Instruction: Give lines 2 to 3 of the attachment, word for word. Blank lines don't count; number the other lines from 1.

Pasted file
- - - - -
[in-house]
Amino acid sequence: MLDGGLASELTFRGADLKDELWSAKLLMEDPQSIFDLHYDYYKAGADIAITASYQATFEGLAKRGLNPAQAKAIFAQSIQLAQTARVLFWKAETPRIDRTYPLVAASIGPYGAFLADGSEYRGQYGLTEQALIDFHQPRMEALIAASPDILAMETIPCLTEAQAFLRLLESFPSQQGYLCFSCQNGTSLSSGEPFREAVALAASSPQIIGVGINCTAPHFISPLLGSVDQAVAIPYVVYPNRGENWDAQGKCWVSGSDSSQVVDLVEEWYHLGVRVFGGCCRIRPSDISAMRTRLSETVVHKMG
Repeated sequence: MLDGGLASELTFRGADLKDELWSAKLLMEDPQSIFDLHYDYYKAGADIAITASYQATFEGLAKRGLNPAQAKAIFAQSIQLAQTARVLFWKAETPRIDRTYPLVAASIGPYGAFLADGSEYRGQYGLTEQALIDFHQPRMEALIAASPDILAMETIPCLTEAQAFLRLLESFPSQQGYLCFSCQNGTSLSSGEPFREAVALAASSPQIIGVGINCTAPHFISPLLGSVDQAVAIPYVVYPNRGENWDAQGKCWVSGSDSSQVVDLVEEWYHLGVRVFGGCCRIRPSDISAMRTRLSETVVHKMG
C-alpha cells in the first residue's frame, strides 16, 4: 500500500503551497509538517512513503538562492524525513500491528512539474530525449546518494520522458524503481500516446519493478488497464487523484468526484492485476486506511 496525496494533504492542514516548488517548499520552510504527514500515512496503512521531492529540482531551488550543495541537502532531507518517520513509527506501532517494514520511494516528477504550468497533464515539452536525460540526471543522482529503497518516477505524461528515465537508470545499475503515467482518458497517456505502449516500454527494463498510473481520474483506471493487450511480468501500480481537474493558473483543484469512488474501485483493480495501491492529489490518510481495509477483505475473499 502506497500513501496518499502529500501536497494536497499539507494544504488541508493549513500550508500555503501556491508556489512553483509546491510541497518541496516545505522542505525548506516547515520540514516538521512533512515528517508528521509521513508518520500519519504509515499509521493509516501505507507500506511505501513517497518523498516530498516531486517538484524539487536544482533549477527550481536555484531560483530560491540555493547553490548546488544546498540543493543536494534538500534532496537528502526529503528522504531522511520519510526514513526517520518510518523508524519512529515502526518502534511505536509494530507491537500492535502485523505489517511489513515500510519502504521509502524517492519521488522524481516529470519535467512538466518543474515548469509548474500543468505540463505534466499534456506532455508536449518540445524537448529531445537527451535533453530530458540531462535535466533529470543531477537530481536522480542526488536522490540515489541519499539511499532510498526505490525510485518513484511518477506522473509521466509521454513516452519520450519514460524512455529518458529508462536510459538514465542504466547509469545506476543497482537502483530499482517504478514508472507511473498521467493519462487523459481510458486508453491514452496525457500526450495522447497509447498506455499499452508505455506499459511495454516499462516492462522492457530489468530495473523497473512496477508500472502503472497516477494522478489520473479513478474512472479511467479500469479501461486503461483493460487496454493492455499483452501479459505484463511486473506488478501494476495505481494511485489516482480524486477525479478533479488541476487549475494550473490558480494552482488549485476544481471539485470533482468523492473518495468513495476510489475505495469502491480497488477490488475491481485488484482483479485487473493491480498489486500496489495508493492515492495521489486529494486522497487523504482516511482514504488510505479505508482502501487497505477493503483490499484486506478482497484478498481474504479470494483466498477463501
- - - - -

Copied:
Amino acid sequence: MLDGGLASELTFRGADLKDELWSAKLLMEDPQSIFDLHYDYYKAGADIAITASYQATFEGLAKRGLNPAQAKAIFAQSIQLAQTARVLFWKAETPRIDRTYPLVAASIGPYGAFLADGSEYRGQYGLTEQALIDFHQPRMEALIAASPDILAMETIPCLTEAQAFLRLLESFPSQQGYLCFSCQNGTSLSSGEPFREAVALAASSPQIIGVGINCTAPHFISPLLGSVDQAVAIPYVVYPNRGENWDAQGKCWVSGSDSSQVVDLVEEWYHLGVRVFGGCCRIRPSDISAMRTRLSETVVHKMG
Repeated sequence: MLDGGLASELTFRGADLKDELWSAKLLMEDPQSIFDLHYDYYKAGADIAITASYQATFEGLAKRGLNPAQAKAIFAQSIQLAQTARVLFWKAETPRIDRTYPLVAASIGPYGAFLADGSEYRGQYGLTEQALIDFHQPRMEALIAASPDILAMETIPCLTEAQAFLRLLESFPSQQGYLCFSCQNGTSLSSGEPFREAVALAASSPQIIGVGINCTAPHFISPLLGSVDQAVAIPYVVYPNRGENWDAQGKCWVSGSDSSQVVDLVEEWYHLGVRVFGGCCRIRPSDISAMRTRLSETVVHKMG